I got this sense that it was glamorous. I wanted to live this high rock ‘n’ roll lifestyle that the number of bands before me seemed to do. But what I realized was that the fantasy and reality of these antecedents was not what I thought it was. I remember seeing some Rolling Stones documentary, watching Keith Richards in the studio, and thinking, “That guy is so together.” But the image that I had of him — that the press made out of him — was that he was totally incoherent and he was like hanging on by a thread. Well, it was an exaggeration. He figured it out, he knew how to do it. So I transitioned into that kind of role way too early. I couldn’t handle it. And I still can’t handle it. It’s not even an option for me.
Having said that, I got no regrets. I enjoyed the clarity I’ve gotten from putting it down. It is an apologia in a way. I kind of feel like I wanted to put it down and say, “You’d have done it too if you had been me.” I often felt guilty that why was I the fuck-up? Why did I react in a much less dignified way through everything that was happening to us than say Simon did? Simon’s life experiences were so different. Even at the age of 20 to 21 when we first met, he was a very, very different individual than I was. When you put [five guys in a band] under the magnifying glass, you realize they’re hugely different. You look at the picture in the magazine and you think, “Oh, all those guys are so alike.” They’re not. Their experiences were so, so different.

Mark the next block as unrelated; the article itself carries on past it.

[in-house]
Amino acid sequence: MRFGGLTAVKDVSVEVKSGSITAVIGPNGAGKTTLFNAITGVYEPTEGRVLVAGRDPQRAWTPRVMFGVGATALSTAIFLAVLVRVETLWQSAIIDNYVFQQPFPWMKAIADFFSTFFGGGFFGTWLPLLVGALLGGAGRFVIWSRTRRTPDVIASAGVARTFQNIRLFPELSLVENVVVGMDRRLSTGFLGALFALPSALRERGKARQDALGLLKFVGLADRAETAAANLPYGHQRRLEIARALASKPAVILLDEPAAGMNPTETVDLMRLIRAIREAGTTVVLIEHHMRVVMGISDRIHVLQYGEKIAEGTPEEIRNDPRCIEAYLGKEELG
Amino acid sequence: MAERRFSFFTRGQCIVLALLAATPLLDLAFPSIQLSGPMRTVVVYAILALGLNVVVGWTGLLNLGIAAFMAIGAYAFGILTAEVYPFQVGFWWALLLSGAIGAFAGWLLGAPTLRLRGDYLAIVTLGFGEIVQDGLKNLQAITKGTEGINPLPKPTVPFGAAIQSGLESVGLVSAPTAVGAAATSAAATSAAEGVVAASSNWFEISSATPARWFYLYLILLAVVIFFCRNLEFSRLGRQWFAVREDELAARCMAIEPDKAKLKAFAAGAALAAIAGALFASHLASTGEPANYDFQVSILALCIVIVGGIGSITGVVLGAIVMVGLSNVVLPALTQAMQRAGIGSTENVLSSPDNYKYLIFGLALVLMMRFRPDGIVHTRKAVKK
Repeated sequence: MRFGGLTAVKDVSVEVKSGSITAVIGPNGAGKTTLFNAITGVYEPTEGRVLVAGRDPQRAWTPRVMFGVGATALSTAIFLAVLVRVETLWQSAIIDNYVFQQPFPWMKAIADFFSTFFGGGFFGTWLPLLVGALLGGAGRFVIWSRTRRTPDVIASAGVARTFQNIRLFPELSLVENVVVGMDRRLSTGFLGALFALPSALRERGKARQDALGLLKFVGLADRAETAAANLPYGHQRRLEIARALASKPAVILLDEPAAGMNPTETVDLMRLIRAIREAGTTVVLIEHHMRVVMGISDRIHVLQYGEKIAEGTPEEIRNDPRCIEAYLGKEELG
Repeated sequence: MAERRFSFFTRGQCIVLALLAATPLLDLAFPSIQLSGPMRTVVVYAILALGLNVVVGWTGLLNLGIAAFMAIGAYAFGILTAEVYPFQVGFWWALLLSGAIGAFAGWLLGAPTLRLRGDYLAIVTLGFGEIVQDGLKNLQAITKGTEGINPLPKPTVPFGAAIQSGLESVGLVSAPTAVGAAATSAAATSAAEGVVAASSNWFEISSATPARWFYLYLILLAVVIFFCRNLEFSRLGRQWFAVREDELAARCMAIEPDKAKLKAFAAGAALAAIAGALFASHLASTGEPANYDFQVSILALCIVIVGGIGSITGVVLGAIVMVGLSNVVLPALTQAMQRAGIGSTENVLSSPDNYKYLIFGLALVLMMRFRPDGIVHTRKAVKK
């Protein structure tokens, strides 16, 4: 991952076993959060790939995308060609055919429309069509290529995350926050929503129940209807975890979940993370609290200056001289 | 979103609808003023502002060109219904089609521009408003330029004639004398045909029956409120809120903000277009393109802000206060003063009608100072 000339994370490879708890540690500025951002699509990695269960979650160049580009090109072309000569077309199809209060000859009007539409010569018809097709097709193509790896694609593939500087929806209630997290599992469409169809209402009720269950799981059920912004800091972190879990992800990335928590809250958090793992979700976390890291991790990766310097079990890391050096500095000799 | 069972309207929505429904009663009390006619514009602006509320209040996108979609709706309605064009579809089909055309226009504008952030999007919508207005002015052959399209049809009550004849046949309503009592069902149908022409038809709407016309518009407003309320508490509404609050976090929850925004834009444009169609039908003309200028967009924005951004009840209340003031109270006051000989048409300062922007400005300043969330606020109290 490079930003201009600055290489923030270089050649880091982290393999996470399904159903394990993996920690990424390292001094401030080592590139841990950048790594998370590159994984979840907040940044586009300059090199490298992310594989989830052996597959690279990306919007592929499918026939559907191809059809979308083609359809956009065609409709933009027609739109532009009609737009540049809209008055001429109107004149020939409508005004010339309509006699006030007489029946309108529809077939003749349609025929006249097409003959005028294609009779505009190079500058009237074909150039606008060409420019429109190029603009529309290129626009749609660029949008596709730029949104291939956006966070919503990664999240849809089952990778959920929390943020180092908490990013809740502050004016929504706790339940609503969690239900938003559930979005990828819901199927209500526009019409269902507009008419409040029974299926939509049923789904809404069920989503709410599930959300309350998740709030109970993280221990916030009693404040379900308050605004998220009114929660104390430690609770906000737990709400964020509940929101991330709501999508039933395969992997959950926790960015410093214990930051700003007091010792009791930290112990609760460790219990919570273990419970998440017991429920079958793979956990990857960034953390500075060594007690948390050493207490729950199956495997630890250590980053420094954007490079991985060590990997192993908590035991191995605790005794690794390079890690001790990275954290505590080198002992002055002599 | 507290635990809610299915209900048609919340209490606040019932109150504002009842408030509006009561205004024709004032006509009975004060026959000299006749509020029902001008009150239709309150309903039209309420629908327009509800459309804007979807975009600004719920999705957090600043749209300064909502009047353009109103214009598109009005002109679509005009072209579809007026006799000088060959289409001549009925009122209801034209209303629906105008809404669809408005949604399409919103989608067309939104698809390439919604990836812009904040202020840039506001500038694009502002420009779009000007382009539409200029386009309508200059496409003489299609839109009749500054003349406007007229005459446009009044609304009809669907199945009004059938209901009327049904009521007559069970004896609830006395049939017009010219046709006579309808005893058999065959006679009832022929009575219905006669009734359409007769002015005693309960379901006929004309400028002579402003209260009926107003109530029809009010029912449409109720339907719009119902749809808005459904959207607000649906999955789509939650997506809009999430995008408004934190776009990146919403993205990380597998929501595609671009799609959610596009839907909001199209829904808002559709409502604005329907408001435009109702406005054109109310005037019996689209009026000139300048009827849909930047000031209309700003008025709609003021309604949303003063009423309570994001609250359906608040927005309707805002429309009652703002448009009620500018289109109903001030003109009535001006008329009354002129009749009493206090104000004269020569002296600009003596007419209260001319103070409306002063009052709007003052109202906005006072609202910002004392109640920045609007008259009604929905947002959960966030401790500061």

You describe your experience at a Tucson, Arizona rehab facility in the early ’90s very poignantly, when things were spiraling out of control in your life.
I wanted to relate that experience because it was so profound for me. And I know so many people who are struggling with addiction. I just wanted to let the common reader know that I had an extraordinary experience and there are extraordinary experiences out there for the taking. I’ve had a lot of experience in recovery since then. In that time, I managed to figure out a way of communicating my experience to the layman. It’s a treatment that requires a lot of commitment, much the same as making it [in a band]. But again, I wanted to demystify it and say it’s not rocket science, but you do have to be committed to recovery. There are a lot of people out there that need it but just can’t get it. I wanted to relate my experience growing up with my parents, but I also wanted to relate that experience of getting that recovery and getting exposed to just an extraordinary level of treatment. I was so fortunate, but it’s there for the taking.
It seems like now things are going really strong for you and the band. What are your future plans?
Being happy for me means not thinking too much and not getting caught up in the ifs and the maybes, just going with the flow of life. You can sort of set the tempo and direction for that flow. I’m not a controller — I’m not like, “OK, this is gonna happen now and I’m gonna do this.” I have amazing people in my life. I think that’s the key. If you could be fortunate enough to surround yourself with really good people, all you have to do is get out of bed in the morning. I’ve got an extraordinary wife, I’ve got extraordinary bandmates, we’ve got a great management team — all the people around us are just fantastic. It’s taken us a long time to get that. Then you can kind of creatively coast in a way. Quite often I think to myself, “What am I doing? I need to be doing something completely different.” I can’t afford to linger on those ideas because actually what is happening right now is really great.